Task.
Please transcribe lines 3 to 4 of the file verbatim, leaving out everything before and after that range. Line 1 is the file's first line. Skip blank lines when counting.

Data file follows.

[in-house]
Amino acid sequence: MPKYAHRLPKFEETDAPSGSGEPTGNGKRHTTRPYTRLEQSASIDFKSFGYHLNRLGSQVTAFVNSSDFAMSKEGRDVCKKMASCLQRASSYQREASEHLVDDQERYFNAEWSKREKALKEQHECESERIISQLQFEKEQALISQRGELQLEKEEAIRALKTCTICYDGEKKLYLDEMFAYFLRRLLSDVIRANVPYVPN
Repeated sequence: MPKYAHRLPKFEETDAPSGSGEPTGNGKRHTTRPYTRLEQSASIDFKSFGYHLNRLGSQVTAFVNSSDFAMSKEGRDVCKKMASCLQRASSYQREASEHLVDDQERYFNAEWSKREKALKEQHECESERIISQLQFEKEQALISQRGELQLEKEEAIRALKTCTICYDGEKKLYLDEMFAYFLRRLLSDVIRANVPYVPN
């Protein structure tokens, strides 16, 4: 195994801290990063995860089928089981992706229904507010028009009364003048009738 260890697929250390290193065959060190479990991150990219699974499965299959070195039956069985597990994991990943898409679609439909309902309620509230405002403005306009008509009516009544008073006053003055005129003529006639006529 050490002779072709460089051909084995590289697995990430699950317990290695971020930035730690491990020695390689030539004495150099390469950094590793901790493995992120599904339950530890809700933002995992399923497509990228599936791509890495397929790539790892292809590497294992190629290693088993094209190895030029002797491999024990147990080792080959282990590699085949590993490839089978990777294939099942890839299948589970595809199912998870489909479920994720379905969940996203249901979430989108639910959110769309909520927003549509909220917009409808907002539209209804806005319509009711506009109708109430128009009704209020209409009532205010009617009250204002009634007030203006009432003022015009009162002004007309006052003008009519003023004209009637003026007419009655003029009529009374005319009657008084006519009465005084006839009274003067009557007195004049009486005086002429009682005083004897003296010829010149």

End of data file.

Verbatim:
Repeated sequence: MPKYAHRLPKFEETDAPSGSGEPTGNGKRHTTRPYTRLEQSASIDFKSFGYHLNRLGSQVTAFVNSSDFAMSKEGRDVCKKMASCLQRASSYQREASEHLVDDQERYFNAEWSKREKALKEQHECESERIISQLQFEKEQALISQRGELQLEKEEAIRALKTCTICYDGEKKLYLDEMFAYFLRRLLSDVIRANVPYVPN
């Protein structure tokens, strides 16, 4: 195994801290990063995860089928089981992706229904507010028009009364003048009738 260890697929250390290193065959060190479990991150990219699974499965299959070195039956069985597990994991990943898409679609439909309902309620509230405002403005306009008509009516009544008073006053003055005129003529006639006529 050490002779072709460089051909084995590289697995990430699950317990290695971020930035730690491990020695390689030539004495150099390469950094590793901790493995992120599904339950530890809700933002995992399923497509990228599936791509890495397929790539790892292809590497294992190629290693088993094209190895030029002797491999024990147990080792080959282990590699085949590993490839089978990777294939099942890839299948589970595809199912998870489909479920994720379905969940996203249901979430989108639910959110769309909520927003549509909220917009409808907002539209209804806005319509009711506009109708109430128009009704209020209409009532205010009617009250204002009634007030203006009432003022015009009162002004007309006052003008009519003023004209009637003026007419009655003029009529009374005319009657008084006519009465005084006839009274003067009557007195004049009486005086002429009682005083004897003296010829010149």